Saturday, April 7, 2012

Saturday commute lxi: forest murmurs

An accidental keystroke in-
advertently will have given
followers of the page a sig-
nal of a finished posting.
In fact I'm not content with
the draft, which was being
composed while pre-occupied
by a little inconvenience in
a foot; but I'm sure enough
of the imagery to present it
to the play of visitors to
the page. 

The backstairs navigator in
the asylum, which many may
take for a school, seems to
be straight out of Merchant
and Ivory's view of Forster,
with which I frankly wouldn't
quibble. And I'm also not im-
mune to the Forsterian prolet-
arian in his forest bower, or
the brisk stride of missing, 
at best, the forest in its

All of these are drawn from a
life that could be, and in the
the aggregate could be from any
of ours, whether or not from a
single paragraph. I cannot be-
lieve that readers of this page
come here to see the dots con-
nected, so much as to play in
the interstices between them.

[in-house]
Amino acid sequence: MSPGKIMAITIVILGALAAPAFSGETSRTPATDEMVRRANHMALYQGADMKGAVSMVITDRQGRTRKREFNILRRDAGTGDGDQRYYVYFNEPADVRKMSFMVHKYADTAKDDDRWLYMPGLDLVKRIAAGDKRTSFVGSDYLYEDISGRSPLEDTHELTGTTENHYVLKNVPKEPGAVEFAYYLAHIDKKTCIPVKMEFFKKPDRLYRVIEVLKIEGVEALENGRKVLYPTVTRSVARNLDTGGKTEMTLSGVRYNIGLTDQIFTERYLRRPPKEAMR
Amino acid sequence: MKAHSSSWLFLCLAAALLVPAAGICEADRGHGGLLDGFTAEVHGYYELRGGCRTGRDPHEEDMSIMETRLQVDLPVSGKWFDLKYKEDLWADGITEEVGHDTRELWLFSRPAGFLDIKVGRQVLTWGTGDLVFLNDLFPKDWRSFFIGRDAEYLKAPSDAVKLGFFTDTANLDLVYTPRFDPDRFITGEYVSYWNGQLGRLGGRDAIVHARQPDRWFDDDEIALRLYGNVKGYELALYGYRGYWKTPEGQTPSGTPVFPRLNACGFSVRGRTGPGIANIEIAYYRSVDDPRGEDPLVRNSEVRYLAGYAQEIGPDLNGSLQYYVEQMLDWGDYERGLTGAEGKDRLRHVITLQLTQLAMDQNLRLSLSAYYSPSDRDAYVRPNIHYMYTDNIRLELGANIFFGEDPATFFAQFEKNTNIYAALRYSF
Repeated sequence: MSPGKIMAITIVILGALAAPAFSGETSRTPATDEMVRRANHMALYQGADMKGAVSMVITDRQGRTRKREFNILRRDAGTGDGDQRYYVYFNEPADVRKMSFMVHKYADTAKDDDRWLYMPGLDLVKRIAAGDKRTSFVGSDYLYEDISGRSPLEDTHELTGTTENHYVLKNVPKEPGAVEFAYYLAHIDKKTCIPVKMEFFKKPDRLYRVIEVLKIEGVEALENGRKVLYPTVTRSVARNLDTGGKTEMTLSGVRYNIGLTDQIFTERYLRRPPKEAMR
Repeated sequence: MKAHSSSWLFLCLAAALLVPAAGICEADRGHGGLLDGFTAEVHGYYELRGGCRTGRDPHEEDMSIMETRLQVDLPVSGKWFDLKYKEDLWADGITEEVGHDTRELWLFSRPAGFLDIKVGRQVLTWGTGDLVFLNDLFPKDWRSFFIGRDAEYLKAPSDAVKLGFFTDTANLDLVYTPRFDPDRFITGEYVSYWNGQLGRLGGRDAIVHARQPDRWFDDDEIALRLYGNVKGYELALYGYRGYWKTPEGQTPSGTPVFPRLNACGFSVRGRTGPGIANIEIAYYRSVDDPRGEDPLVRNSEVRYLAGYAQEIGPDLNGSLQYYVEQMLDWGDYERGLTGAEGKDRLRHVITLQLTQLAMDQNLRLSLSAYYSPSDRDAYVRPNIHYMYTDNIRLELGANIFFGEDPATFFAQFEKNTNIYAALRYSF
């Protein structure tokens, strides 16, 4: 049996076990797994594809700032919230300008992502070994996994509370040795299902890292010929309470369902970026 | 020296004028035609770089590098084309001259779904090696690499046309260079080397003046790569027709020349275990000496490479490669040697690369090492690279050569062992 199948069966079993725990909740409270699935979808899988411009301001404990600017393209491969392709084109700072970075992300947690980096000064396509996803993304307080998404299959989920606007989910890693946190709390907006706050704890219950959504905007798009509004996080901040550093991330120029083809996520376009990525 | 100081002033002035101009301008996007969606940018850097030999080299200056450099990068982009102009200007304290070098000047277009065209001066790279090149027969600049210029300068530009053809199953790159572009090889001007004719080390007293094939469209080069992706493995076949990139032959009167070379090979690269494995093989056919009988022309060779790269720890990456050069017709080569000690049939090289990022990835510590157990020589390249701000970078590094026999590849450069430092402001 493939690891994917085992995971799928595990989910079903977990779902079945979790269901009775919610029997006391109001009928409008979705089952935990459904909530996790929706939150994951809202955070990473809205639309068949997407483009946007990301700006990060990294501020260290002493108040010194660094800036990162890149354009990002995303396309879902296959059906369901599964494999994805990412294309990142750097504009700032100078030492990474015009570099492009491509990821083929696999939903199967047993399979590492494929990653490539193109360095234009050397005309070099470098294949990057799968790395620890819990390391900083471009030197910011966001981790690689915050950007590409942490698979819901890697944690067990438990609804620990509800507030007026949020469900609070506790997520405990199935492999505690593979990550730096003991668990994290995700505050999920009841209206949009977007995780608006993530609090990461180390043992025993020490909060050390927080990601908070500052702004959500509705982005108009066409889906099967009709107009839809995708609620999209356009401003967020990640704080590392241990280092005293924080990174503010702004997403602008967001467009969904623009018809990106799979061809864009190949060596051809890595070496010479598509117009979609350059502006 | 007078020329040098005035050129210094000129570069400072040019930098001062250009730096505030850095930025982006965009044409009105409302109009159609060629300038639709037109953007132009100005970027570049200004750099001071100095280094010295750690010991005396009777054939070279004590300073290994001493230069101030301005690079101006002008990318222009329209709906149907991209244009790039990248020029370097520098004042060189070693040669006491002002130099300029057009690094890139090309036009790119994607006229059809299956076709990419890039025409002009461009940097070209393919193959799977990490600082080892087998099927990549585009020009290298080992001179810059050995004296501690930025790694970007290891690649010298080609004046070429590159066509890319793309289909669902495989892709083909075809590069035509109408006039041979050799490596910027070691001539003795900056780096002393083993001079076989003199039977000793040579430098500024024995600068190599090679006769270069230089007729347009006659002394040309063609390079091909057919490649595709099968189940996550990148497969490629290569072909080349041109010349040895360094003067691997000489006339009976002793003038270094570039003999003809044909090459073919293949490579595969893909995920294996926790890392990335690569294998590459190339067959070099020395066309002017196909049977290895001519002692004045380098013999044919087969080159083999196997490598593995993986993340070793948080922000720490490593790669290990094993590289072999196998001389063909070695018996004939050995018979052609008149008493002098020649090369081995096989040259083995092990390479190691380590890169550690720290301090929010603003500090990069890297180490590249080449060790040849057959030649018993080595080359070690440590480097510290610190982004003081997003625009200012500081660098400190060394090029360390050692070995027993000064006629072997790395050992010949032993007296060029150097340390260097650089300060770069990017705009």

I'll let the accidental key-
stroke leave the field open.
I do have a parti pris to
confide; I like the sight
of someone's seeing this.

Gerhard Richter, Tate, 1992

Friday, April 6, 2012

Suppose it were Friday lix: hot cross magic

    Who has ever once known it to
    fail? There one'll be, lazing
    in an exchange with a learnèd
    colleague on a subtle point of
    familial homophobia, when sud-
    denly he'll have to leap up to
    to attend to rising hot cross 
    buns. The escape is on a par
    with Toad's sighting of a mo-
    tor car, impeccable in its sym-
    pathies and impregnable in the
    dominion of their object.

    Just when it may seem, some-
    thing could not be any worse, 
    we're probably right. But not 
    even the direst obduracy has
    ever survived an insurrection 
    by that glossy pastry.

    Happy weekend to us all .. 

Thursday, April 5, 2012